Your wedding day is supposed to be the happiest day of your life — but it’s often the most-expensive day, too. Some people begin saving for their wedding before they even meet “the one,” and others wait until there’s a ring. If you’ve ever doubted that you can afford the wedding you’ve dreamed of, you’re in the right place.
I’m about to share a step-by-step guide to setting a wedding savings goal and creating a plan to reach that goal. If you follow these steps, before you know it, your budget will be within your grasp — just like the bouquet you’ll toss to all the single ladies at your wedding.
How much money should you save for a wedding?
The amount of money you should save entirely depends on your wedding vision. The average wedding in 2018 cost just over $33,000. But before you reconsider your wedding plans and elope, that number is based on couples from all over the country with a wide range of budgets.
There are calculators online that will generate a wedding cost estimate to give you a starting point. These calculators use collected data about venue price in your area, guest count, invitation costs, accessories for the couple, and personal preferences to give you an idea of what your budget should be.
As far as when to start saving for your wedding, that’s completely up to you and depends on your personal situation. Some individuals start saving before they’re engaged, while others wait until there’s a ring on it. However, if you’ve dreamed of a big, fancy wedding complete with a live band, exquisite catering, personalized gifts for guests, and more, you might want to start saving now, unless you have other arrangements to pay for your big day.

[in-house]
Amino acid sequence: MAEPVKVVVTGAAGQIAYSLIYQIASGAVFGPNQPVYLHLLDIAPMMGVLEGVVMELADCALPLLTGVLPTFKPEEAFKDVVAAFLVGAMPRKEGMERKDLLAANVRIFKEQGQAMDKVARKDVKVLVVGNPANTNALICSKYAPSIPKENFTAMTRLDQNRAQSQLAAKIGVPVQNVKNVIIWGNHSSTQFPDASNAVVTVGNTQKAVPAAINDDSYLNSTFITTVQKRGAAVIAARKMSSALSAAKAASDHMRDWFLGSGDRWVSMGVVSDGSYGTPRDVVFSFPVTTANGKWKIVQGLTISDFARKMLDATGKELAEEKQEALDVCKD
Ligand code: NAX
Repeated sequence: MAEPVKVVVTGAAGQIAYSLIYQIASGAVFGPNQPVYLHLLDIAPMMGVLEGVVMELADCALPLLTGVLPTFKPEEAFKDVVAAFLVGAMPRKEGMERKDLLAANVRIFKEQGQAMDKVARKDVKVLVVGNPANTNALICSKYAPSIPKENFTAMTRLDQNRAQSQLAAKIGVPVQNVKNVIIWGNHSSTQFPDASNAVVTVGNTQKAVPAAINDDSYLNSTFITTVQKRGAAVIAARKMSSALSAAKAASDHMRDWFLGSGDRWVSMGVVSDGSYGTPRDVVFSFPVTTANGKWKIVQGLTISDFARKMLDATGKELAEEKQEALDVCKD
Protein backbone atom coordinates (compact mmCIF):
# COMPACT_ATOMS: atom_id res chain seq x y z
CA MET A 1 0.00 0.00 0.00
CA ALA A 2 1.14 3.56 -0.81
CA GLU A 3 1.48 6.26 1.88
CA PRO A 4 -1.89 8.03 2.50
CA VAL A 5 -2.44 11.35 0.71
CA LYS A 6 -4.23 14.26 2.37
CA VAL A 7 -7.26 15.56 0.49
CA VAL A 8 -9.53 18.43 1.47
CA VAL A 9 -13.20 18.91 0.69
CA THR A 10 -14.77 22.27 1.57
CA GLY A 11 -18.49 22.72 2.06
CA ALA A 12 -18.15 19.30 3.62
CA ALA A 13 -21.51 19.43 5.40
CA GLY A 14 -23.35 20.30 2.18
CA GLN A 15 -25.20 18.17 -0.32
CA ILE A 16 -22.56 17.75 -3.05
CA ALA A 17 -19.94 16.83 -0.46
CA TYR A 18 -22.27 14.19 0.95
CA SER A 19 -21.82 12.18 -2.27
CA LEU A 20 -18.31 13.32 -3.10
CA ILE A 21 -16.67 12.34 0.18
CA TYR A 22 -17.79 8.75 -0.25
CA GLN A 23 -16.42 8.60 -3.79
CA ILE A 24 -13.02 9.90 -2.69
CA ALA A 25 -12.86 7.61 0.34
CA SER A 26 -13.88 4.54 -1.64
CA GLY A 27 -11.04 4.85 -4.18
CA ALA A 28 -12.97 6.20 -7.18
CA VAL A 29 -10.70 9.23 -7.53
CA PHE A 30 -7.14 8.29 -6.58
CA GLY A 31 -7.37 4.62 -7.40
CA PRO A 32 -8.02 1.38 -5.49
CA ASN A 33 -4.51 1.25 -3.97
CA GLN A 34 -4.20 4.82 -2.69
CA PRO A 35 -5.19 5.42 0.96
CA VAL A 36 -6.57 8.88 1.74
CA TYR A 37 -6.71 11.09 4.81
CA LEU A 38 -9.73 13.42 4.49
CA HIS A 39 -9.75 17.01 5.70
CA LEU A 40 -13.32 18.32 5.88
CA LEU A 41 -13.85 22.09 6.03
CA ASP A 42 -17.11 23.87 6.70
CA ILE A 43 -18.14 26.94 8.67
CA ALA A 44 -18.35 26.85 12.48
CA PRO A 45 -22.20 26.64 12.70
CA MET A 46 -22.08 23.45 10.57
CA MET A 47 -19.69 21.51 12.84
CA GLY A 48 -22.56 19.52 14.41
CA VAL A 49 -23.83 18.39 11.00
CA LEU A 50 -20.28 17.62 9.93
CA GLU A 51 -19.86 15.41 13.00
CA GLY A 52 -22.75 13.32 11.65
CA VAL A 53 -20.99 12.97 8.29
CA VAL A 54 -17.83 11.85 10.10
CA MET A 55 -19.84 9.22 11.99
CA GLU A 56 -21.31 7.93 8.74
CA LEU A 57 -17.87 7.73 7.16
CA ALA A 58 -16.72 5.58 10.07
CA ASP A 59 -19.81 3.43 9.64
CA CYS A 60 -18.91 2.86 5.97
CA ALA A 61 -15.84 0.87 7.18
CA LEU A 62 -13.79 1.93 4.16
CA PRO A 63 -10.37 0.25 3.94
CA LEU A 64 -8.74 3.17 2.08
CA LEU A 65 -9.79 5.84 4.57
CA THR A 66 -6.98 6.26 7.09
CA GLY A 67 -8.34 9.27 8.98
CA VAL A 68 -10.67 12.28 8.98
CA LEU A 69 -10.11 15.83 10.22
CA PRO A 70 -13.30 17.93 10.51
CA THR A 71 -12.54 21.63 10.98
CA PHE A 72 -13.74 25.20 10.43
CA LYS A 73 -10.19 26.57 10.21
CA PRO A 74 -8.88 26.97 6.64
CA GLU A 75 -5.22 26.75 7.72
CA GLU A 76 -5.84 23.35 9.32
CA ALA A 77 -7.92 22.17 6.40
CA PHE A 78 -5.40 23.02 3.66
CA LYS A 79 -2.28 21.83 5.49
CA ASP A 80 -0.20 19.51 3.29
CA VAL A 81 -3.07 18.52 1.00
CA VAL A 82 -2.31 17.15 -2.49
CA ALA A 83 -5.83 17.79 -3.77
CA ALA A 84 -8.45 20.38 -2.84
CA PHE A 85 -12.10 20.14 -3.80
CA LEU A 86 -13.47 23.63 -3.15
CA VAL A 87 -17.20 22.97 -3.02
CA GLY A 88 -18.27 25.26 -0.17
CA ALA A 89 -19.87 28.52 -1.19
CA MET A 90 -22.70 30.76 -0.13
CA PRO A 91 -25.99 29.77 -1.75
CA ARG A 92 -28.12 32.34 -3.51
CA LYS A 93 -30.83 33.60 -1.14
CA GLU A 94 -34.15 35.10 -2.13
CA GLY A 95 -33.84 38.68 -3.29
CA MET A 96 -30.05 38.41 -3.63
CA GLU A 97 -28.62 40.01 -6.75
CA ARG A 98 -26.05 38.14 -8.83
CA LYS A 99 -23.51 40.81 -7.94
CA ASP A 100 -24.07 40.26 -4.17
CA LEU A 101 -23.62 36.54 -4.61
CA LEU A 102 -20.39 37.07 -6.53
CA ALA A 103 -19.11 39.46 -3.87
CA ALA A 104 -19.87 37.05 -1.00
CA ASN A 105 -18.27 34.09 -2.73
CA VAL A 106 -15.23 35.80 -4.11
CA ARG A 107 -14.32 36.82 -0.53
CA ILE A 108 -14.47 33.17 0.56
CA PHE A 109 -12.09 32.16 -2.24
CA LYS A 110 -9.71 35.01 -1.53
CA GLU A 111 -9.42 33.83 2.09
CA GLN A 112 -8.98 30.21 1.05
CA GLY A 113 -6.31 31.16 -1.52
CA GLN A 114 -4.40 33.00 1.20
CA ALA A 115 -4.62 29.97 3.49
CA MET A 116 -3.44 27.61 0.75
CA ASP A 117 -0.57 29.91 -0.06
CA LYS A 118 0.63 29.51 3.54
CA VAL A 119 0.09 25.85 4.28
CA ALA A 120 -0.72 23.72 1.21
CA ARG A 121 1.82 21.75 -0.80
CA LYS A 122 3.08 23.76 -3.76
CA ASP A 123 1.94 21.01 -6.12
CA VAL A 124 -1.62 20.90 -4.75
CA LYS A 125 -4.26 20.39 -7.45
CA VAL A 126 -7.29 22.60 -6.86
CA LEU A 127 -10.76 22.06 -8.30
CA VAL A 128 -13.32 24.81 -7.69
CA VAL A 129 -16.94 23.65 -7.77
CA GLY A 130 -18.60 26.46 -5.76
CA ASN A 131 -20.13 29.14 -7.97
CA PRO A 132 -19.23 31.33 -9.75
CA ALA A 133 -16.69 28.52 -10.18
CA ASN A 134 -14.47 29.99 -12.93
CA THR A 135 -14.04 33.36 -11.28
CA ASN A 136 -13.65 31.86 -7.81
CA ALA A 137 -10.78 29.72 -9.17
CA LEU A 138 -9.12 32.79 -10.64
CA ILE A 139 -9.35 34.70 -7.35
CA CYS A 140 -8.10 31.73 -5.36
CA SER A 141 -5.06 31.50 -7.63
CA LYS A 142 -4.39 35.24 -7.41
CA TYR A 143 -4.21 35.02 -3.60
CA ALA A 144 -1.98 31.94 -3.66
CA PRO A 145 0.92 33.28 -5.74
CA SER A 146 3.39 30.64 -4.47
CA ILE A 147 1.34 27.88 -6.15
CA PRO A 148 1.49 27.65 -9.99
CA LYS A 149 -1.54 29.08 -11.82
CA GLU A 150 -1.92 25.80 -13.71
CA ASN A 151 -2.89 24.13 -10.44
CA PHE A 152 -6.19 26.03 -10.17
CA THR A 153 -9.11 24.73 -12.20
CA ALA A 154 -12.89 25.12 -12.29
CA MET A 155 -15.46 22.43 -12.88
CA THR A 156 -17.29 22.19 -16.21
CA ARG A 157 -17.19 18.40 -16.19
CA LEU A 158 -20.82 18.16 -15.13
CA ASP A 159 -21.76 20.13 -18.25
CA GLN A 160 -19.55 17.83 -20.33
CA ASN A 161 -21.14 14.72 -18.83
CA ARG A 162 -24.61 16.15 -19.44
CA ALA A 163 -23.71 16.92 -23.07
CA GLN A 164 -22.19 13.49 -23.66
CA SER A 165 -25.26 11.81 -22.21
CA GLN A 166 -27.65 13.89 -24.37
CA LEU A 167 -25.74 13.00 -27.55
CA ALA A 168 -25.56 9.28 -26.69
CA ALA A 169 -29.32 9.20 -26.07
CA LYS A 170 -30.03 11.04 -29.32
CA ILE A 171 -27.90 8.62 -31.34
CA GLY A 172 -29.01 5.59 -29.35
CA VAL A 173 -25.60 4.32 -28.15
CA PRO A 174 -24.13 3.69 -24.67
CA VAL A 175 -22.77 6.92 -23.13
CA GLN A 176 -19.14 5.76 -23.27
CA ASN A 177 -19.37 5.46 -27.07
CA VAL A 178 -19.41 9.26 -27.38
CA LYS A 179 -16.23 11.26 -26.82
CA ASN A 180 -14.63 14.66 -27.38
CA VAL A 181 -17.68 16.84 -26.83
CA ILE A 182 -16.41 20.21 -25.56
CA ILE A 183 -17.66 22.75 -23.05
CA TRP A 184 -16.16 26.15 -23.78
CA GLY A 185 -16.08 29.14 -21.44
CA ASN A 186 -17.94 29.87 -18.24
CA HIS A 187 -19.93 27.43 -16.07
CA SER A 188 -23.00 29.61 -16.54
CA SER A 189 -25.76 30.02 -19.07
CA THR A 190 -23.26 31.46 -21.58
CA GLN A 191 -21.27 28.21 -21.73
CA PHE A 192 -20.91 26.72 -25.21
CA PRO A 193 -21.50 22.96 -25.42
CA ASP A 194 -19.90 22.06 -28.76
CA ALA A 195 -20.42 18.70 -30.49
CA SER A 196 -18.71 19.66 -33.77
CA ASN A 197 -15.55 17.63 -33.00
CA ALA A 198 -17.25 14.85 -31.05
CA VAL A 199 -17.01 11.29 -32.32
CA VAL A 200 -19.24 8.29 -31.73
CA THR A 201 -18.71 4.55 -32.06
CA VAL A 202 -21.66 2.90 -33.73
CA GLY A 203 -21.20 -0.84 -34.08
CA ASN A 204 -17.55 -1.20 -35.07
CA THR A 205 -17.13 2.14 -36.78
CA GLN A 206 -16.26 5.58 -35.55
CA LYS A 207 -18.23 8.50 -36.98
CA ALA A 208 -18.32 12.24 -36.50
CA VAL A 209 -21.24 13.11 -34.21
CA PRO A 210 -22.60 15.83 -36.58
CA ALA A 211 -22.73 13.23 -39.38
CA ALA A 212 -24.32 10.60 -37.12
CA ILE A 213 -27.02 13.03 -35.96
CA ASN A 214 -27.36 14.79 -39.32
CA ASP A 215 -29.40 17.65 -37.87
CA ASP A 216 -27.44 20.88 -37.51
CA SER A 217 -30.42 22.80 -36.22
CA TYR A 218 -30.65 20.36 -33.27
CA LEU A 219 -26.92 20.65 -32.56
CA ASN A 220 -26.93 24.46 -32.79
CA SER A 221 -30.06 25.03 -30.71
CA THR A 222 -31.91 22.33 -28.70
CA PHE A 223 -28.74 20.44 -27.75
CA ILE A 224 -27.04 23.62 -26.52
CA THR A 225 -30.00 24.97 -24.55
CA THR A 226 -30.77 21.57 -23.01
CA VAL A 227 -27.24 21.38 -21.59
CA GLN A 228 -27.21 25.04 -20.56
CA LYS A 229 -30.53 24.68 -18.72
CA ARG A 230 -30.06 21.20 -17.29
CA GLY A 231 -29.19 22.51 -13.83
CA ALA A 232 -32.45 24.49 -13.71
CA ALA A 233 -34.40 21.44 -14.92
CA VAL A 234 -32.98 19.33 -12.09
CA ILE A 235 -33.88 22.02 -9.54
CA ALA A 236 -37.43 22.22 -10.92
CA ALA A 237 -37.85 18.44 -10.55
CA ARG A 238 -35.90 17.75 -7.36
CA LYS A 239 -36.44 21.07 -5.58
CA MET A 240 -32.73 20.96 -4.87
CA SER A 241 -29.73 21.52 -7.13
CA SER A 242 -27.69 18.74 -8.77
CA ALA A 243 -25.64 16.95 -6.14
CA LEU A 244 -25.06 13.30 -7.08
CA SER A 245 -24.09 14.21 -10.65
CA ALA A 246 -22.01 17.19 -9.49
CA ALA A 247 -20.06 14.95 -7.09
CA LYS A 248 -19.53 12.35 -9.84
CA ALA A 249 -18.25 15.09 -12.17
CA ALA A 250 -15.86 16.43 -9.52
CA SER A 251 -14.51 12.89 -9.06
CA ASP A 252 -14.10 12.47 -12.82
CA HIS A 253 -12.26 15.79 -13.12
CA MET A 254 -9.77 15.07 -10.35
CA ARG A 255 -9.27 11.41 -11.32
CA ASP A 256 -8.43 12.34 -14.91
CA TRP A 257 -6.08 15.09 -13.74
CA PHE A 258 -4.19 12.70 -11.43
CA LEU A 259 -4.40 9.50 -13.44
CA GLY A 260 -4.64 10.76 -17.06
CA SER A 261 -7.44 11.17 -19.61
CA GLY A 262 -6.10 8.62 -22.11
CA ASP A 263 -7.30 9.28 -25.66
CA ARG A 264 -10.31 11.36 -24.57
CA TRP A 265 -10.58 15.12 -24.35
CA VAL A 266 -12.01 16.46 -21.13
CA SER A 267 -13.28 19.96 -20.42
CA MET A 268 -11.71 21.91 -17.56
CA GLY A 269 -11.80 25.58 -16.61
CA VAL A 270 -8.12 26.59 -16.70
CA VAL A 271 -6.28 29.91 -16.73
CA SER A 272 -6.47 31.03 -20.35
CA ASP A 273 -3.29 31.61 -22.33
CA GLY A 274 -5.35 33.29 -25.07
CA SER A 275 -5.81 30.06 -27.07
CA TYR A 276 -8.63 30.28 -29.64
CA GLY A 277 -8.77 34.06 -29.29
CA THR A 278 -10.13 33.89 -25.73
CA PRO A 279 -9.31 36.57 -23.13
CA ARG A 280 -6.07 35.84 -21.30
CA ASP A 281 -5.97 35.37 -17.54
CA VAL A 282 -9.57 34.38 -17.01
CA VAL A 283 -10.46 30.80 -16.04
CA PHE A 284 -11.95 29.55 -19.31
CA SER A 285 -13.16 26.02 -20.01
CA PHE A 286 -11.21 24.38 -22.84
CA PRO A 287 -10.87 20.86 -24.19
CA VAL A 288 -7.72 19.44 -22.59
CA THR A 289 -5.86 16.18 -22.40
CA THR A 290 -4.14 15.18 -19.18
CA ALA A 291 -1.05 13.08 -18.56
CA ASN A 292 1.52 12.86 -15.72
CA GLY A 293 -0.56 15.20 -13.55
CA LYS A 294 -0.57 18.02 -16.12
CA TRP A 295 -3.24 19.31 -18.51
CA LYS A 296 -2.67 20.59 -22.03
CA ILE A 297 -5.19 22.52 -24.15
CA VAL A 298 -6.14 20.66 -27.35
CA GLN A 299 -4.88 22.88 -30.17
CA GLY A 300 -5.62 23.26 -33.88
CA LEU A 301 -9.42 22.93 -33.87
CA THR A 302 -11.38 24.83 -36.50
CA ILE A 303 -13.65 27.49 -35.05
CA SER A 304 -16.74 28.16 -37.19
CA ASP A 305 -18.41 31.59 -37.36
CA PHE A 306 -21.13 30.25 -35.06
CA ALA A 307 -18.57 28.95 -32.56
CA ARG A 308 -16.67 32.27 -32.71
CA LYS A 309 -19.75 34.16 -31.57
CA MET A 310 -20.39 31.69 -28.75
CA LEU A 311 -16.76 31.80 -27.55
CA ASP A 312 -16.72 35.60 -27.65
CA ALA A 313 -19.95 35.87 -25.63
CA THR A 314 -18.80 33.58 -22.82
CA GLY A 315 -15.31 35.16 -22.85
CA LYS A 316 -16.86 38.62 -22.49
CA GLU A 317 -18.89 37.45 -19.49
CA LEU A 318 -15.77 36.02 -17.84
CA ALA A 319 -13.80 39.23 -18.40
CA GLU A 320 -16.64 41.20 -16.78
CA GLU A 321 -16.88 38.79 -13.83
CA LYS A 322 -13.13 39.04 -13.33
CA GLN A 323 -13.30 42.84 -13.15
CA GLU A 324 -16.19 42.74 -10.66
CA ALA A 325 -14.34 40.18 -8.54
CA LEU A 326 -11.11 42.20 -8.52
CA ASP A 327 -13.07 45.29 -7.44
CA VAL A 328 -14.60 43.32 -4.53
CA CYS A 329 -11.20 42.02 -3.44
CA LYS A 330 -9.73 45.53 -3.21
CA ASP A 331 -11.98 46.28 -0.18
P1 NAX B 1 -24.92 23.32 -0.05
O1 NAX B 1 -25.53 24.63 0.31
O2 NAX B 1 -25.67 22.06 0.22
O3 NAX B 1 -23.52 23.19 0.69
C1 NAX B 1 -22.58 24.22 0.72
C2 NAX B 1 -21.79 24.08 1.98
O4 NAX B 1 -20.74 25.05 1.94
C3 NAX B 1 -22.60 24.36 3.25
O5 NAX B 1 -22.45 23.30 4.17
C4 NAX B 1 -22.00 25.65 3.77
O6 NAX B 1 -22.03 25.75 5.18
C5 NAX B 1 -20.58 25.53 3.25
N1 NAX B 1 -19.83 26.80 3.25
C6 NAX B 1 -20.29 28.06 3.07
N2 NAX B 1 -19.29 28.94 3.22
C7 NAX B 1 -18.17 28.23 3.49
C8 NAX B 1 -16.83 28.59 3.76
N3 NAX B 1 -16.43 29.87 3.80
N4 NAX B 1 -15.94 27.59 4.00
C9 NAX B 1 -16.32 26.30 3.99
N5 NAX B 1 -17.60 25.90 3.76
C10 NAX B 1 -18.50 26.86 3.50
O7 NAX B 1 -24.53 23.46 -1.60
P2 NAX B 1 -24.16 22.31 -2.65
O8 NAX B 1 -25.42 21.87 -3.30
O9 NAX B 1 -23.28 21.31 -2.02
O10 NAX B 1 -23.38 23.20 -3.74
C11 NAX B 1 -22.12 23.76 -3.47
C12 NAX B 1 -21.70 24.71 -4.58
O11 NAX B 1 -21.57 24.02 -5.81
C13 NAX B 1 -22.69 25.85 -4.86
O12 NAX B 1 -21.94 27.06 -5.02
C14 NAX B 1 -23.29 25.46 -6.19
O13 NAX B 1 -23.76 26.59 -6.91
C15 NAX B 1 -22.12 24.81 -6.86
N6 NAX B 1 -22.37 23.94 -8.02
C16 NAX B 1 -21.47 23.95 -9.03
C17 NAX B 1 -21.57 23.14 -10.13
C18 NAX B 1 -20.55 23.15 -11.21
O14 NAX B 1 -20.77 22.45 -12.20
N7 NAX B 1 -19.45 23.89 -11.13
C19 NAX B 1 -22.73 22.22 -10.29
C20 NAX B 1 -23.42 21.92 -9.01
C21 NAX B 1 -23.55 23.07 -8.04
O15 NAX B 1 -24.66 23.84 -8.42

Saving for your wedding vs. taking out a personal loan
If you’re wanting to tie the knot sooner than your savings plan allows, you might consider taking out a personal loan. There are advantages to taking out a loan, like having money to spend on wedding expenses now and still being able to save as you go. If you have other debt that has a high interest rate, you could consolidate that debt and your wedding budget into one loan so you’re paying off all your debt at once, possibly even with a better interest rate.
The downside of taking out a personal loan versus saving for your wedding it that you’ll be paying interest instead of earning interest on a savings account. And with all that money in hand, plus any extra income coming in, you might be tempted to increase your wedding budget bit by bit. So, if you go the personal loan route, be conscientious about making payments and sticking to your budget.
For those not in a hurry, the best financial decision is to save ahead of time. But you might be saying, “I don’t even know where to begin with saving for my wedding!” That’s okay — here’s a step-by-step guide that will lead you to success.
How to save for a wedding in 6 simple steps
1. Create a wedding budget
The first step in your savings plan is to create a wedding budget. It’s more difficult to save if you don’t have a goal in mind. Take all the information you can gather from married friends, venues, and vendors to figure out how much you’ll need to save.
Create line items for every aspect of the budget and see where you might want to spend more or less based on how important that aspect of your wedding is to you. You may choose to spend more on your dress and save on his suit by renting, or perhaps you’re open to giving up the four-tier cake and choosing another dessert option.
2. Create a savings timeline
You can create a savings timeline with some simple math. Once you have a budget in mind, divide it by the time you have to save that amount. For example, if you need to save $20,000 in 10 months, that’s $2,000 a month you’ll need to put aside. When you see how much you’ll need to save each month, you may adjust your timeline (or your budget) to be more realistic for you.